Spring 2001
Volume 5 Number 3

Alumni/ae Update


Encountering God has a way of turning our plans for our lives upside down so that we end up doing things that were never on our agendas. I never planned to go to Princeton Theological Seminary, I never planned to become an ordained minister, and I never really planned to be a single parent. But all of them have come as calls from God. 

The Reverend Deena Candler,When I was first asked two years ago to serve on the Alumni/ae Association Executive Council (AAEC), I was hesitant—not about my desire to serve Princeton Seminary, nor about my ability to contribute something of value, nor about what I would gain in the experience. My only hesitancy was how I would manage care for my twelve-year-old son, Kel, during my trips to Princeton for council meetings three times each year.

There are an amazing number of us Princeton alums who are single parents in ministry, including others on the AAEC. Some are single parents due to death or divorce, and some, like me, are single parents through adoption. When I brought my six-month-old son home from Honduras twelve years ago, I had been in pastoral ministry long enough to know that answering a call to pastor and to parent as a single person would necessitate some creative scheduling. Balancing evening meetings and pastoral emergencies with a child and no other parent at home takes ingenuity. It has been challenging at times, but I have not regretted it. My son has been a great gift from God in my life.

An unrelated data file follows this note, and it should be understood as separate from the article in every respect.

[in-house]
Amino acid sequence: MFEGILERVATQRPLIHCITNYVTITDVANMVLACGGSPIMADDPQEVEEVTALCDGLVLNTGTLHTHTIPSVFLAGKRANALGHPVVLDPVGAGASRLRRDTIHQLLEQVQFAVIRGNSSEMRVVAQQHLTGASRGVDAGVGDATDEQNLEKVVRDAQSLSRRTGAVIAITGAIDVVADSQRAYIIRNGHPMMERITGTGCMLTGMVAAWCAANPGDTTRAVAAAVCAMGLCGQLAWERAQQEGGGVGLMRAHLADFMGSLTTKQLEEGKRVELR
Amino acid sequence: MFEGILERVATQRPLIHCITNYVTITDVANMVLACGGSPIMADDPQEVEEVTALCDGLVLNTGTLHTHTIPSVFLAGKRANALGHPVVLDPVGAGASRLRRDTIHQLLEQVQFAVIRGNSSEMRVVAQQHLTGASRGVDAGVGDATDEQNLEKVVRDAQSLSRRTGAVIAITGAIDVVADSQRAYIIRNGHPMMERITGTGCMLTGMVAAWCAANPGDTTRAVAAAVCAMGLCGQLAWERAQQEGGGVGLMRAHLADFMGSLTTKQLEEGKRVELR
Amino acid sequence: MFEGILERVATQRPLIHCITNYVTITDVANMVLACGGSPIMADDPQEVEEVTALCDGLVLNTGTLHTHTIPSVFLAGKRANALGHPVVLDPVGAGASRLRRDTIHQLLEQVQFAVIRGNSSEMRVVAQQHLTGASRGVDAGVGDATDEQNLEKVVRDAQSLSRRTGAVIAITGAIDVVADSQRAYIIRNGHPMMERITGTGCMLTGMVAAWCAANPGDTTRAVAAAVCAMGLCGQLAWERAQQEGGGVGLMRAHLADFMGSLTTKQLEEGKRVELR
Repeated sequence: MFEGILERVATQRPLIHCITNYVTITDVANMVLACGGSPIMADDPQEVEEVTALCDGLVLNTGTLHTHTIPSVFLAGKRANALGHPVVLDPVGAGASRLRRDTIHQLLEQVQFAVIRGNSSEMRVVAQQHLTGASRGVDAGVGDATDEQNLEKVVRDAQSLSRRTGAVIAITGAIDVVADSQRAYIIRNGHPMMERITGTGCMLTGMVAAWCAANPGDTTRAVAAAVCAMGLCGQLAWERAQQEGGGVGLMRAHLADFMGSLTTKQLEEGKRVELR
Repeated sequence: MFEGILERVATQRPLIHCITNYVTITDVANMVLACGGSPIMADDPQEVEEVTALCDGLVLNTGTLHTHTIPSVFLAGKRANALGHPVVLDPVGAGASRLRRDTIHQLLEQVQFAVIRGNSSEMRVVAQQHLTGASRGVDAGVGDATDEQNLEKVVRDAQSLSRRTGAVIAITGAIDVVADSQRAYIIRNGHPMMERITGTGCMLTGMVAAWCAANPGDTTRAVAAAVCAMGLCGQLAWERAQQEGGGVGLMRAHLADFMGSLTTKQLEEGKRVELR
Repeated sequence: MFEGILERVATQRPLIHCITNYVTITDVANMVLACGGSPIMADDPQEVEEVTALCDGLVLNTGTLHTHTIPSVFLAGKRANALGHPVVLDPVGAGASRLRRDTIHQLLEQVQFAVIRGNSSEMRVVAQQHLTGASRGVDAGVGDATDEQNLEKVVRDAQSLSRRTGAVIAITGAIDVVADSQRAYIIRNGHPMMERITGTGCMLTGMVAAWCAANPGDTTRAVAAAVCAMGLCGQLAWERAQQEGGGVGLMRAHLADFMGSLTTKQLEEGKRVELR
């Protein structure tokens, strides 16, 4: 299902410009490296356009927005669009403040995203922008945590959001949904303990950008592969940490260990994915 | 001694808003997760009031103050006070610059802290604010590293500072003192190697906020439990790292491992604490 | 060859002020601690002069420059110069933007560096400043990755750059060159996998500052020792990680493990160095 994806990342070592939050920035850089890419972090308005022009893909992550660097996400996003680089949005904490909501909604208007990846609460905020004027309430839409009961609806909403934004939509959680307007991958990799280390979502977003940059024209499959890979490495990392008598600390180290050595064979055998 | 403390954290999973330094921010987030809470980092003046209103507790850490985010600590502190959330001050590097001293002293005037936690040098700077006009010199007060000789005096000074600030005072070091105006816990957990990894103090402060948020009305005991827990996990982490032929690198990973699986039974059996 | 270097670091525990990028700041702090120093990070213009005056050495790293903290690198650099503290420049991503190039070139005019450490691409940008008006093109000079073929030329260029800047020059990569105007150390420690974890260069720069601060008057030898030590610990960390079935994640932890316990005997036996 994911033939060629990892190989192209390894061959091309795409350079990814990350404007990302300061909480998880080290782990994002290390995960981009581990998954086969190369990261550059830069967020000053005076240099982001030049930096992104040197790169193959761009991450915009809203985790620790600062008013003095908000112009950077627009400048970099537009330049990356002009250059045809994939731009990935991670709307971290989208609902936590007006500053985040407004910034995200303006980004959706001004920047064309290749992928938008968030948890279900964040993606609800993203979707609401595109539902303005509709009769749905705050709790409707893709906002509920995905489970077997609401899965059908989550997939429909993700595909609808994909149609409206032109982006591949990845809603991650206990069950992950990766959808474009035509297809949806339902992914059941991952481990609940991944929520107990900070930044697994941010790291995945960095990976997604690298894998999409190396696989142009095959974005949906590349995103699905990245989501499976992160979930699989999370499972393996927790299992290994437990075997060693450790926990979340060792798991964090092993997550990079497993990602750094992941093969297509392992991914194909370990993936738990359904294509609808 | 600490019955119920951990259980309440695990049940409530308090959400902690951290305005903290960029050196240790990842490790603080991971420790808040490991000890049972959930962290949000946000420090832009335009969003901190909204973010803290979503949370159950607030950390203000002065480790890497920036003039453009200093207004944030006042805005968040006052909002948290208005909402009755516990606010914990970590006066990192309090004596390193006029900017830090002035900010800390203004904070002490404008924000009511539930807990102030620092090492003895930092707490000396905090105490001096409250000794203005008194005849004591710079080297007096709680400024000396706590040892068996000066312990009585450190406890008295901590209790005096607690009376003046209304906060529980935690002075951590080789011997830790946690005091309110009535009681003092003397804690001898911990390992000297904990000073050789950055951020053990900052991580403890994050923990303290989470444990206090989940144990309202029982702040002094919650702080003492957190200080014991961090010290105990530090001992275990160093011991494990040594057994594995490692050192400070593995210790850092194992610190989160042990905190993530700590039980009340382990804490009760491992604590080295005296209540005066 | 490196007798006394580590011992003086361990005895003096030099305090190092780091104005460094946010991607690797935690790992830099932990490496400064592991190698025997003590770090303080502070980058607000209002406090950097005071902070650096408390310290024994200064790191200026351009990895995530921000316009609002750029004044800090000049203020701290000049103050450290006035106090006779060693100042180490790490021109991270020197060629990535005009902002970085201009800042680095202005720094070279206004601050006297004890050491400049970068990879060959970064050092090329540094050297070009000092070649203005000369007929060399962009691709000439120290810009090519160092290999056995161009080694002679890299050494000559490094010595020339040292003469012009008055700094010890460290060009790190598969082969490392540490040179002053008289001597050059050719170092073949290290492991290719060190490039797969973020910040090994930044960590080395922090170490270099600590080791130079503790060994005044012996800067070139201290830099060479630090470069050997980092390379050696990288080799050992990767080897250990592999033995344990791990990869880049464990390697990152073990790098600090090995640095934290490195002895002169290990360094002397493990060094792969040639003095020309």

Being a single parent has not only blessed my life personally, but also professionally. Parenting has given me a window on pastoring I never would have had otherwise. I have a greater understanding of some of the issues my parishioners face because of what goes on in my own household, and I find they trust me more with what is going on in their lives. Being a single parent has also taught me that I need to receive from others as well as to give in ministry. I said “yes” to the call to serve on the alumni/ae council because a friend in my church also heard a call from God—to care for my son each time I travel to Princeton.

I am so grateful for each of God’s unexpected calls in my life—to Princeton, to ordained ministry, and especially to this incredible call to parent a son.

The Reverend Deena Candler, pictured with her son, Kel, is pastor of caregiving and adult ministries at West Hills Presbyterian Church in Omaha, Nebraska. She graduated from Princeton Seminary in the The Reverend Deena Candler, pictured with her son, Kel Class of 1981 and represents Region 10 (North and South Dakota, Idaho, Kansas, Montana, Nebraska, Oklahoma, Texas, Colorado, Wyoming, and New Mexico) on the AAEC.

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In This Issue

Features

A World of Students: Valuable Exchanges
Welcome Them in My Name
Fighting for Children and Parents

Departments

From the President's desk
Letters to the Editor
Outstanding in the Field
Class Notes
End Things
Student Life
On & Off Campus
Alumni/ae Update
Investing in Ministry
inSpire Staff
InSpire Archives

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